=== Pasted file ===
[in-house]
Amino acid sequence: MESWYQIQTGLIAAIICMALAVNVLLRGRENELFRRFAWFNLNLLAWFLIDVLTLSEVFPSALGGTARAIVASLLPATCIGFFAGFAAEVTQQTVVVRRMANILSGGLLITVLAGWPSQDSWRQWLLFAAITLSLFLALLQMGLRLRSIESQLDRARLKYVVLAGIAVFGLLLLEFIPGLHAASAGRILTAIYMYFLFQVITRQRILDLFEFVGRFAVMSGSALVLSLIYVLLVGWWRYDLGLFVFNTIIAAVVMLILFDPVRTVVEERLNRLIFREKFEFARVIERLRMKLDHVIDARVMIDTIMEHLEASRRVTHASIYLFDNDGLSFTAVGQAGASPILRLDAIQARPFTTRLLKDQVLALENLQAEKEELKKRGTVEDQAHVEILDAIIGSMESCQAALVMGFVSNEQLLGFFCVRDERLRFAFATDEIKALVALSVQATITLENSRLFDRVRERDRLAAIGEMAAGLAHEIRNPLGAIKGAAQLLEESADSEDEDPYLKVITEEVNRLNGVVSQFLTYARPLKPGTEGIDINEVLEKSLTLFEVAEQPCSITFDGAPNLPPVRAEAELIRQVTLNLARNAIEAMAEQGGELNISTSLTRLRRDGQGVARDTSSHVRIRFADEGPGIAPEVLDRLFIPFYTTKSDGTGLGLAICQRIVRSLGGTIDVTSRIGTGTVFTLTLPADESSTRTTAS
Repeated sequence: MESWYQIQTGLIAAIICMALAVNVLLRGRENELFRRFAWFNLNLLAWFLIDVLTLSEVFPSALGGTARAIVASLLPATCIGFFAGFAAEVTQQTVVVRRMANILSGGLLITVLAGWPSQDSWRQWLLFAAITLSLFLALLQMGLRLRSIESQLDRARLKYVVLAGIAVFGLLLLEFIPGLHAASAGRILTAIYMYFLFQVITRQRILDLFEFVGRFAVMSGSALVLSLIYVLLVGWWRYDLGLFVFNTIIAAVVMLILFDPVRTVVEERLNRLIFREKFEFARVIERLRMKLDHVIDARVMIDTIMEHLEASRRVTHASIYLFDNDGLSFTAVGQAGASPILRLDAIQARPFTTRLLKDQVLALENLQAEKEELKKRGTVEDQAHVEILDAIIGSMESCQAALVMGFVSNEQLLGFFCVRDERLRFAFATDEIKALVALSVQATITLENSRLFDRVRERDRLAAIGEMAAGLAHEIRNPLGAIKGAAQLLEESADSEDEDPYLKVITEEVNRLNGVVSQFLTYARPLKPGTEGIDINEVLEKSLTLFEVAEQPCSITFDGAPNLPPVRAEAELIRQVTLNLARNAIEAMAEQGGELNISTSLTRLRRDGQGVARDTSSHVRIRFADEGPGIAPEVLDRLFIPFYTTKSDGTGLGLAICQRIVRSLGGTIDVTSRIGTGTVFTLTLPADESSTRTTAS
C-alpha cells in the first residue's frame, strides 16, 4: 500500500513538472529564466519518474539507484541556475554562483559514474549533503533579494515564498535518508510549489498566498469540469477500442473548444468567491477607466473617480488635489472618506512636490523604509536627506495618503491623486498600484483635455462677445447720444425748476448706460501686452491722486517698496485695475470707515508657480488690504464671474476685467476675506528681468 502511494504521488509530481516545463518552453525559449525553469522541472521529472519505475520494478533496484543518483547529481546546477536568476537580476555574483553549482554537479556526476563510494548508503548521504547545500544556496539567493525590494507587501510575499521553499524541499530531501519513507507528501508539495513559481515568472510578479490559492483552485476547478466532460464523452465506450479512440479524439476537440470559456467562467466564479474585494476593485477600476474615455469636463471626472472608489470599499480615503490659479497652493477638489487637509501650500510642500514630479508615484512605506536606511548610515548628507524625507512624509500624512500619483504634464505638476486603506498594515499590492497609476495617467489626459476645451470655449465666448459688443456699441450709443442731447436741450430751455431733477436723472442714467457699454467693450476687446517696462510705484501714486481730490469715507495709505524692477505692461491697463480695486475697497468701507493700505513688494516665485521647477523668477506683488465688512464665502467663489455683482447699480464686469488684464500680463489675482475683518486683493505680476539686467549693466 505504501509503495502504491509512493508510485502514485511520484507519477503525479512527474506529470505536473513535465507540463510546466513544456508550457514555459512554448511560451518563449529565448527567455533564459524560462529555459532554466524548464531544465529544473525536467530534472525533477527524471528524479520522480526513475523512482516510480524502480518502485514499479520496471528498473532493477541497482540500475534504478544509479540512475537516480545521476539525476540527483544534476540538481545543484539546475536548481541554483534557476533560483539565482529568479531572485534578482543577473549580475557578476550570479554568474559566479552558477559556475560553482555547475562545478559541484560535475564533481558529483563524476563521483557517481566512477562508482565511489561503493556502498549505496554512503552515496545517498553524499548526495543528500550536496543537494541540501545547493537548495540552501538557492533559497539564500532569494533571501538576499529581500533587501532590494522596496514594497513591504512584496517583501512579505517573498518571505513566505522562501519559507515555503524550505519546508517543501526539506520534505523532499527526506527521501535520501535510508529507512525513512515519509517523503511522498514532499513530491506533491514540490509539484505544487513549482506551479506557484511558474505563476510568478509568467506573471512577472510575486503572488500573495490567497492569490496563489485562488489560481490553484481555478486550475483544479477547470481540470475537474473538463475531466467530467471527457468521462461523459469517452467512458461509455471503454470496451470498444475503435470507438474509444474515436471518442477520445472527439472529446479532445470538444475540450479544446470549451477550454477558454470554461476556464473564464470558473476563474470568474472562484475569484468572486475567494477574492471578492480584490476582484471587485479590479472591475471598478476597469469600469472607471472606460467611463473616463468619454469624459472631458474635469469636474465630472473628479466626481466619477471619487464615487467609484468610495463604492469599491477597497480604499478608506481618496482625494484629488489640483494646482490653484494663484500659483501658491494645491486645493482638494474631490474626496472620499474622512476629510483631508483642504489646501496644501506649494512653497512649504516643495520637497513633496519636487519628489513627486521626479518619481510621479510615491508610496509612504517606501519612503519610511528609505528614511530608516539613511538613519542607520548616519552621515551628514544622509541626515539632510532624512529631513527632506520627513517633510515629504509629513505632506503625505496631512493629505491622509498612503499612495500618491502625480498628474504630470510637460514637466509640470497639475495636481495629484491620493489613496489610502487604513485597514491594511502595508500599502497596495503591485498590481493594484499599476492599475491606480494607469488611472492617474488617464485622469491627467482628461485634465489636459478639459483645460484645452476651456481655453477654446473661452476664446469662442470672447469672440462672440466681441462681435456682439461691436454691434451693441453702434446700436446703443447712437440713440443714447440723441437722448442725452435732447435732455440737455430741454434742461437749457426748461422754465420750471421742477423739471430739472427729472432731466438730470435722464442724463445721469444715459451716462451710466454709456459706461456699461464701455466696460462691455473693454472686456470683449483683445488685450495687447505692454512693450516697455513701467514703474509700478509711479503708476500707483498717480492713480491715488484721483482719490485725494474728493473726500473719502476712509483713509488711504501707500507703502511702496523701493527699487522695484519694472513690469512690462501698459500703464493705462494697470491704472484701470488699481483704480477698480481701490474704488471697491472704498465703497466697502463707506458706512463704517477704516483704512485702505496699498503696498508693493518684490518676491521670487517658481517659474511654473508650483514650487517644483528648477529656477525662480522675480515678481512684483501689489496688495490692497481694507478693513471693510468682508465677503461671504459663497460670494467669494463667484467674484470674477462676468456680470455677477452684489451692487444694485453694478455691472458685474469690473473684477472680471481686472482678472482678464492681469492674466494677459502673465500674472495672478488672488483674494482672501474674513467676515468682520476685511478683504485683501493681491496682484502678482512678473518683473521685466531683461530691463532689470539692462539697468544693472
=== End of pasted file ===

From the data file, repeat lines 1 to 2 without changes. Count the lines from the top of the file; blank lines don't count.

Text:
[in-house]
Amino acid sequence: MESWYQIQTGLIAAIICMALAVNVLLRGRENELFRRFAWFNLNLLAWFLIDVLTLSEVFPSALGGTARAIVASLLPATCIGFFAGFAAEVTQQTVVVRRMANILSGGLLITVLAGWPSQDSWRQWLLFAAITLSLFLALLQMGLRLRSIESQLDRARLKYVVLAGIAVFGLLLLEFIPGLHAASAGRILTAIYMYFLFQVITRQRILDLFEFVGRFAVMSGSALVLSLIYVLLVGWWRYDLGLFVFNTIIAAVVMLILFDPVRTVVEERLNRLIFREKFEFARVIERLRMKLDHVIDARVMIDTIMEHLEASRRVTHASIYLFDNDGLSFTAVGQAGASPILRLDAIQARPFTTRLLKDQVLALENLQAEKEELKKRGTVEDQAHVEILDAIIGSMESCQAALVMGFVSNEQLLGFFCVRDERLRFAFATDEIKALVALSVQATITLENSRLFDRVRERDRLAAIGEMAAGLAHEIRNPLGAIKGAAQLLEESADSEDEDPYLKVITEEVNRLNGVVSQFLTYARPLKPGTEGIDINEVLEKSLTLFEVAEQPCSITFDGAPNLPPVRAEAELIRQVTLNLARNAIEAMAEQGGELNISTSLTRLRRDGQGVARDTSSHVRIRFADEGPGIAPEVLDRLFIPFYTTKSDGTGLGLAICQRIVRSLGGTIDVTSRIGTGTVFTLTLPADESSTRTTAS